012. Anna Wilkinson to Dr. W. Wilkinson -- March 2, 1825 A letter from Anna Bella Wilkinson to her father, who is in Charleston for business. She discusses her trips to Town, and passes on an apology from her mother for not packing Dr. Wilkinson's shaving apparatus.
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013. Unknown writer to Anna Wilkinson -- September 10, 1827
013. Unknown writer to Anna Wilkinson -- September 10, 1827 A letter written from Philadelphia, reacting to news of a serious illness in Anna Wilkinson's family. The writer wishes to come visit the Wilkinson family, but is concerned about the "severity of the laws".
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014. Emma Elliott Barnwell to Anna Wilkinson -- May 12, 1828
014. Emma Elliott Barnwell to Anna Wilkinson -- May 12, 1828 In this letter, Emma apologizes for not keeping in touch with Anna since Emma's marriage, and reports that she has traveled frequently, from Beaufort to Charleston to Savannah and back. She also laments the damage done to Charleston by a fire, particularly the destruction of its two Methodist churches.
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015. Willis Wilkinson to Anna Wilkinson -- March 24, 1834
015. Willis Wilkinson to Anna Wilkinson -- March 24, 1834 A letter from Dr. Willis Wilkinson to his daughter Anna. He discusses her upcoming visit, and talks about a nurse who may be available to work for Mary, if Mary prefers a white nurse.
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016. Willis Wilkinson to Anna Wilkinson -- September 23, 1834
016. Willis Wilkinson to Anna Wilkinson -- September 23, 1834 A letter from Dr. Willis Wilkinson to his daughter, from New York. He writes that he heard of the gale and the cholera outbreak in the Carolinas and for those reasons, he is coming home earlier than planned.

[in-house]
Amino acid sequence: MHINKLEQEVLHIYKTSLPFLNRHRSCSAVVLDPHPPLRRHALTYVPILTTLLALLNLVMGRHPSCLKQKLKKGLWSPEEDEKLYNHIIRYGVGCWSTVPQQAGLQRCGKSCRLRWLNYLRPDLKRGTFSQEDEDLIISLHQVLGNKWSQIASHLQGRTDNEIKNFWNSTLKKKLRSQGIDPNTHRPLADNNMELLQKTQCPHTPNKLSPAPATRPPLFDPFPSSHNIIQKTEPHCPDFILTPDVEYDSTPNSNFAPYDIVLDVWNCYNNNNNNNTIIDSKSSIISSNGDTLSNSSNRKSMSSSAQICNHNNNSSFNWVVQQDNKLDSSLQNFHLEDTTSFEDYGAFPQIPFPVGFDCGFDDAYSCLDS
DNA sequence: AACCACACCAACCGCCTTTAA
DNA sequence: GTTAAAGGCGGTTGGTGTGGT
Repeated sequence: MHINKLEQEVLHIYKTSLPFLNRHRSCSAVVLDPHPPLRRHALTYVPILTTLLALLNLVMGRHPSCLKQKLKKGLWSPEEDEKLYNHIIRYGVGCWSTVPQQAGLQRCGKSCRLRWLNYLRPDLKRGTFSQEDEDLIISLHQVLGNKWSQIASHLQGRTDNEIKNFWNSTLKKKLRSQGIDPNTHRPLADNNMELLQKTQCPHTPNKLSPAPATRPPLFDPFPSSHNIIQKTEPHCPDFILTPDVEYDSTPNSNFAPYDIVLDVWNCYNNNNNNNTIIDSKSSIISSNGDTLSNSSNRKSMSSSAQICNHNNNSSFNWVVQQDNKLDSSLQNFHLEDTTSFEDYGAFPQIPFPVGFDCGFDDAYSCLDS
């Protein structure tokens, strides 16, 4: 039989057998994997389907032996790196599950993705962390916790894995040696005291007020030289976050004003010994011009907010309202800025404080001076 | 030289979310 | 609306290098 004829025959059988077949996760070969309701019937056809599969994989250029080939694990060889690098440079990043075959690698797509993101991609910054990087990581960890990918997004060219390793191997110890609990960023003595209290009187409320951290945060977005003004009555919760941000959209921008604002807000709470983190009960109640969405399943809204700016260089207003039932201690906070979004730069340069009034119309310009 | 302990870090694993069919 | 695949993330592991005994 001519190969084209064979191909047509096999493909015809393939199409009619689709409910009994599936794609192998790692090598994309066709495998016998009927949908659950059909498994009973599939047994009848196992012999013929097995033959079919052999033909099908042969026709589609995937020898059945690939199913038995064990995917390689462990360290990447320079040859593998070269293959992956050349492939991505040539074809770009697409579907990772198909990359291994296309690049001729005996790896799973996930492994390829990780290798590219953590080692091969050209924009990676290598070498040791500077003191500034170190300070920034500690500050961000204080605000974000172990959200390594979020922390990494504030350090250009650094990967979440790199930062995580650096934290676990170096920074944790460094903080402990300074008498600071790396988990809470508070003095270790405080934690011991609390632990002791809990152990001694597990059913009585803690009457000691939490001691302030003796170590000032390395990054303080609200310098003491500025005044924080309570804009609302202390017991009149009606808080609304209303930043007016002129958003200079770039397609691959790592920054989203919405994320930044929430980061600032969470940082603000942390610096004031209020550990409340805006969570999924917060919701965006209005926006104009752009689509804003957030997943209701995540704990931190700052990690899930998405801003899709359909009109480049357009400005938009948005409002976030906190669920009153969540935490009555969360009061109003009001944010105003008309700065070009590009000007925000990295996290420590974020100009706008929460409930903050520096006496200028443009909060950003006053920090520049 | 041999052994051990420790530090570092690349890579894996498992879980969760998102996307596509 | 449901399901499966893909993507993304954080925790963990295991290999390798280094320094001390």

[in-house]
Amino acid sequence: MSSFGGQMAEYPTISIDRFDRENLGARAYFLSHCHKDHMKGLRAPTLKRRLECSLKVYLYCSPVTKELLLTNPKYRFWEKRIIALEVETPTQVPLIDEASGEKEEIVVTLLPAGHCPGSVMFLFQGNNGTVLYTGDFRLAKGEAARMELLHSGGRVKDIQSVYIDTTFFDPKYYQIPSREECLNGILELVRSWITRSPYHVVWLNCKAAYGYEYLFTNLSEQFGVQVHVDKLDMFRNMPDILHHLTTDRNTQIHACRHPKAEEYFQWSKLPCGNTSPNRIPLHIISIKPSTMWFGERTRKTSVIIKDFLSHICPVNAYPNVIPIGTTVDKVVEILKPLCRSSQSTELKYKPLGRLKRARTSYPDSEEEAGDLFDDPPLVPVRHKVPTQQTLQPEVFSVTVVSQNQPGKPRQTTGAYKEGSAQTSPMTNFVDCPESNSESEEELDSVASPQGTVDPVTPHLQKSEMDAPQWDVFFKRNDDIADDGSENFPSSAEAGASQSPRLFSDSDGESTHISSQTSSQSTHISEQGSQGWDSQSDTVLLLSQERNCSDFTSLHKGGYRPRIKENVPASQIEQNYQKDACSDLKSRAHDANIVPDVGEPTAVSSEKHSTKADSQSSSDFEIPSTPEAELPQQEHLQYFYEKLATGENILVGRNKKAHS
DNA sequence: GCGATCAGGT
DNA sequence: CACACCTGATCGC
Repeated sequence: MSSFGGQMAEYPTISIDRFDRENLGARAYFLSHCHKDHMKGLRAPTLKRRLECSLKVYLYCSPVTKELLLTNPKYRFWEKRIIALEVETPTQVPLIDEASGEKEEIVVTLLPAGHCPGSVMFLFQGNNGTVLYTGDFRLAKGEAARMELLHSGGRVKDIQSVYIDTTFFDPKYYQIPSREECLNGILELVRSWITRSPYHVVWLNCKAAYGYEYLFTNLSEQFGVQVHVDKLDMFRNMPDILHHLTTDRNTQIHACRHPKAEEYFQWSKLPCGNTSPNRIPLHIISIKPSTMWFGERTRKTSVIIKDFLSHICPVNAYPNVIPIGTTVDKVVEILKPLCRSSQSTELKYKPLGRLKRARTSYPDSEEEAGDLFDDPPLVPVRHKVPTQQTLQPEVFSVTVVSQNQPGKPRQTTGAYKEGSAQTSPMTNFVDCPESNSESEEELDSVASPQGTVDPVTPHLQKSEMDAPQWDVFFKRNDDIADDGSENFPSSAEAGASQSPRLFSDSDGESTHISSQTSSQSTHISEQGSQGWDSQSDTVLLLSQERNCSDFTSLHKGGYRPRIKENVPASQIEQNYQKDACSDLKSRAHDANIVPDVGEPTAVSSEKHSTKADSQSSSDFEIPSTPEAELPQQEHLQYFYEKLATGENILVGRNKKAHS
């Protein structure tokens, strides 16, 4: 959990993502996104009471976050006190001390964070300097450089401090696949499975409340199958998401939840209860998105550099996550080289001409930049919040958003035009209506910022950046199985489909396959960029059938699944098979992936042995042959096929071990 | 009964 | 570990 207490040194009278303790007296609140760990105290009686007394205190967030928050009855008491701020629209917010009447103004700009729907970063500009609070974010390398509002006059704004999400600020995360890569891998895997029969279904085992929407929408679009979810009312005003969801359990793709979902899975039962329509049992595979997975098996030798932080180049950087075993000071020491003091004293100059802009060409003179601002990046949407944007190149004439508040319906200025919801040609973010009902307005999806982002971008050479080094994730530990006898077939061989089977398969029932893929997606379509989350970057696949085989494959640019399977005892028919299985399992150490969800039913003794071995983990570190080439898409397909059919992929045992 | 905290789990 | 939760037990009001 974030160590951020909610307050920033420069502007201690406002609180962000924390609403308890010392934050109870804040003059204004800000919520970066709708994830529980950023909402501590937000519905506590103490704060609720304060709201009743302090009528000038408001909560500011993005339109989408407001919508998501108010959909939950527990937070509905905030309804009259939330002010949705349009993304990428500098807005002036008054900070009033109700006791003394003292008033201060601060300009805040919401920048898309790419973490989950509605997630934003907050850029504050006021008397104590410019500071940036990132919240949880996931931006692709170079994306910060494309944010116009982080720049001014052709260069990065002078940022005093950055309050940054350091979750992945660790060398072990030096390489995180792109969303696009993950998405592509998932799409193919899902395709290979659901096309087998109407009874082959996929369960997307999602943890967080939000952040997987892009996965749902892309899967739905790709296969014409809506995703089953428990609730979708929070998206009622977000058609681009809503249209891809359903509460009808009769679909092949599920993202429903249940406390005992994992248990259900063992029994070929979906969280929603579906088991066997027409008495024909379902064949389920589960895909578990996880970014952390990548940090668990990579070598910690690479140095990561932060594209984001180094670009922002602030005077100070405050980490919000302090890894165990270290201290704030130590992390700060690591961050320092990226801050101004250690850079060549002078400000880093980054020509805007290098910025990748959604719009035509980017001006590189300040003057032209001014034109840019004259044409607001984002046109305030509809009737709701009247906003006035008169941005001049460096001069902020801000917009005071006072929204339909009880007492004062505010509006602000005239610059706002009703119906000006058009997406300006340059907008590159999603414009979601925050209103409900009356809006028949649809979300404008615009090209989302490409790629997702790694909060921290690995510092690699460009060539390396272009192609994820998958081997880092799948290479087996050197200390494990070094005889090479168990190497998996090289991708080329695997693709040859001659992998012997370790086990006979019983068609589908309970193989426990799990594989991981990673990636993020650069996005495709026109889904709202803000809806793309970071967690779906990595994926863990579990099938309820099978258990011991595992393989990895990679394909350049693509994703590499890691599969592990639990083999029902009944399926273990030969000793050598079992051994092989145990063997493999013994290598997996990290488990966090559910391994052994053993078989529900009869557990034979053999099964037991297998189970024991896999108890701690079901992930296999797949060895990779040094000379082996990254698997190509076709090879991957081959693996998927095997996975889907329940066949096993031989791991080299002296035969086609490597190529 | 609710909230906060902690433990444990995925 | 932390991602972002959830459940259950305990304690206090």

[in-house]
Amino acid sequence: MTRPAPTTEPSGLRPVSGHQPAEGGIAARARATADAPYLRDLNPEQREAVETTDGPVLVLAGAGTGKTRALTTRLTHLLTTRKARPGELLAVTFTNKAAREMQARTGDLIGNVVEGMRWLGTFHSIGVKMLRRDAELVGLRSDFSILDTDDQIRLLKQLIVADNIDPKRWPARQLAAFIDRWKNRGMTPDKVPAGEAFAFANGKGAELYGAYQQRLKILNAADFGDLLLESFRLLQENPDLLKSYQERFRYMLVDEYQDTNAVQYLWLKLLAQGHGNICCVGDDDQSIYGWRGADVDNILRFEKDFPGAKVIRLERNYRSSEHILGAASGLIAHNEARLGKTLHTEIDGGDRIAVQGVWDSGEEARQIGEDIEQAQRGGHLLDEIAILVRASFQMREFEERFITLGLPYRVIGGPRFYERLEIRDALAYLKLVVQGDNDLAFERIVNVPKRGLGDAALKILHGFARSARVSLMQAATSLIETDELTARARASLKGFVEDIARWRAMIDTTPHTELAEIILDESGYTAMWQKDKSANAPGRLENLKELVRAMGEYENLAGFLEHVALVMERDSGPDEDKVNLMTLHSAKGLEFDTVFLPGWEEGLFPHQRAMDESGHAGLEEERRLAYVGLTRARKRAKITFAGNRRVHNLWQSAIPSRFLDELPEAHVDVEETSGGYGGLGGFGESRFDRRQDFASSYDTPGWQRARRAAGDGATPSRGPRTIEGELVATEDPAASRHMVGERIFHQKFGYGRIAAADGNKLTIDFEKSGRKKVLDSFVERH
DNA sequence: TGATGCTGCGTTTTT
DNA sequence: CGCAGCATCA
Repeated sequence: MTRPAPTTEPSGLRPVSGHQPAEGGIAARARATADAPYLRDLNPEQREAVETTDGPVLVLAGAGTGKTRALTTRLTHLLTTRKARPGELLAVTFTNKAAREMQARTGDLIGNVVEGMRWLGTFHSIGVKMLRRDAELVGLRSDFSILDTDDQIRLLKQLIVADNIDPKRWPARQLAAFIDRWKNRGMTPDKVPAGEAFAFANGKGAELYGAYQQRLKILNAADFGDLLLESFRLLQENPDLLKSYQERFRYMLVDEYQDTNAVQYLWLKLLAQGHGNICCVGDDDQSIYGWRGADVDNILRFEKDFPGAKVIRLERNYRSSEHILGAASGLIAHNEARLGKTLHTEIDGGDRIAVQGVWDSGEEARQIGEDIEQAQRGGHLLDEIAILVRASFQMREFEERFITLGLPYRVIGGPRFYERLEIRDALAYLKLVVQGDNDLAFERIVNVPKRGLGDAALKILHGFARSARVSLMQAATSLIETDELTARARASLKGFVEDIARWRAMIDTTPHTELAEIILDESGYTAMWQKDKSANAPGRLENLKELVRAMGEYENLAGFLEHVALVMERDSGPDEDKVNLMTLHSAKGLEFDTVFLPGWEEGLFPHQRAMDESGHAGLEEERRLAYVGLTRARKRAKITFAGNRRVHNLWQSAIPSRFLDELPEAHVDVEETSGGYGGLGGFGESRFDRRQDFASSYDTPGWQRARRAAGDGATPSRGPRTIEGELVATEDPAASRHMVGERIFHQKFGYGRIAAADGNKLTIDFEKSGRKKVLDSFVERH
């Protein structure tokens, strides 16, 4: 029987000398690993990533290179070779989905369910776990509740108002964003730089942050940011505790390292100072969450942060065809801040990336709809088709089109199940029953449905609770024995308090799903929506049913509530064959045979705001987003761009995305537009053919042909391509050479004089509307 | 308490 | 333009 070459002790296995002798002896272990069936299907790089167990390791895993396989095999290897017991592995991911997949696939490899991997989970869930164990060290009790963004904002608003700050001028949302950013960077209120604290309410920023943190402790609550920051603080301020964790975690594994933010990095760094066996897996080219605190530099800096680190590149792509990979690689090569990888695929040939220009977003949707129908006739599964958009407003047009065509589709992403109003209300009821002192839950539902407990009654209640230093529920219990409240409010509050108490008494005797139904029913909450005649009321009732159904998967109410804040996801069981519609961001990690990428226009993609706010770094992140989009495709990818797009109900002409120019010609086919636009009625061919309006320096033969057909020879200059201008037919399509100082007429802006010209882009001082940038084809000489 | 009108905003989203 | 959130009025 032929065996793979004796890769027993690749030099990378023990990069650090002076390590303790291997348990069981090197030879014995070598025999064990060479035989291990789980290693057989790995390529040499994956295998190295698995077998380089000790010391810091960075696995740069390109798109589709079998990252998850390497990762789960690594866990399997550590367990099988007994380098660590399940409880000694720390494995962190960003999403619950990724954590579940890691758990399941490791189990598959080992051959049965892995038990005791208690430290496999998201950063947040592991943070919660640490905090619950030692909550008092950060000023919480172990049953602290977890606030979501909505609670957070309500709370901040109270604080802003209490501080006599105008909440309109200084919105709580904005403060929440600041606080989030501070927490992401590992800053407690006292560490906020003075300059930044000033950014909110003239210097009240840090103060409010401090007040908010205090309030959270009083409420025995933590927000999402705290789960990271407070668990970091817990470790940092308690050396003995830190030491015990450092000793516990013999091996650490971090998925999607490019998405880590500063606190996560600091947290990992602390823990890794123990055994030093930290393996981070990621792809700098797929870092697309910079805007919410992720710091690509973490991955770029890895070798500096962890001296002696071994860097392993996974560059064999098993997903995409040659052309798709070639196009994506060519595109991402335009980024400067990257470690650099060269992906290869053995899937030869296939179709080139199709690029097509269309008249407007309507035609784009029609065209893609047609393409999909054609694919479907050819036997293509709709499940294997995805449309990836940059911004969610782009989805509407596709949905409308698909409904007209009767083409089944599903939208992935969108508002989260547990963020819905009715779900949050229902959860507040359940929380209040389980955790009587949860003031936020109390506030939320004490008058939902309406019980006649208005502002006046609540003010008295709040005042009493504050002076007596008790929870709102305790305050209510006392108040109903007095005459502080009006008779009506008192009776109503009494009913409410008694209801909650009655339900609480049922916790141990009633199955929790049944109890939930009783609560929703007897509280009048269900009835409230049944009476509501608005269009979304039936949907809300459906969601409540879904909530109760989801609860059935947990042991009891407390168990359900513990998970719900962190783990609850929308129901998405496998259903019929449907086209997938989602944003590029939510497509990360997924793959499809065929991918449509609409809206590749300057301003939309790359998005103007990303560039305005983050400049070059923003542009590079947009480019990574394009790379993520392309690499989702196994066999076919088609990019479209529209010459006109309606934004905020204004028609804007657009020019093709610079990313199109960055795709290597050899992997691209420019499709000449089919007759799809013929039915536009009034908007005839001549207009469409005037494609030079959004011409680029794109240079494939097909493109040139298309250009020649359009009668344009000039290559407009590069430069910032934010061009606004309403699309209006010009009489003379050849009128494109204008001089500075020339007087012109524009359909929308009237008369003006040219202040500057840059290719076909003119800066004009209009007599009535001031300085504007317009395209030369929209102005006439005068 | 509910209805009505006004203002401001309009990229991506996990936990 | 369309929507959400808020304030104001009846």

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017. Anna Wilkinson to Eleanora Wilkinson -- April 12, 1836
017. Anna Wilkinson to Eleanora Wilkinson -- April 12, 1836 A letter from Anna Bella Wilkinson to her mother, sharing family news from Charleston. Anna reports that Mary has a family of goslings, and that Ellen was recently vaccinated. She also discusses the high cost of renting a house, and says that small houses are renting for $600 per year.
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018. C.G. Memminger to Anna Wilkinson -- April 3, 1837
018. C.G. Memminger to Anna Wilkinson -- April 3, 1837 A letter from C.G. Memminger to "Stanner" - Anna Bella Wilkinson, his sister-in-law. He reports that Anna's father will not be able to travel to Savannah to accompany Anna and Sarah home. He also wants to hear her narrative of the Ogeechee reform and its effect upon the behavior of the slaves.
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019. Mary Wilkinson Memminger to Anna Wilkinson -- April 6, 1837
019. Mary Wilkinson Memminger to Anna Wilkinson -- April 6, 1837 A letter from Mary Wilkinson Memminger to "Stanner" - Anna Bella Wilkinson, her sister. She tries to clear up some confusion brought about by letters from their mother and Virginia. She says she does not have much news, and talks about Ellen (her daughter).
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020. Mary Wilkinson Memminger to Anna Wilkinson -- September 30, 1837
020. Mary Wilkinson Memminger to Anna Wilkinson -- September 30, 1837 A letter from Mary Wilkinson Memminger to "Stanner" - Anna Bella Wilkinson, her sister. She writes from Greenville, and reports that they will soon start home, although her husband will first go to Flat Rock, N.C. for a railroad convention. She also tells stories about her daughter Alice.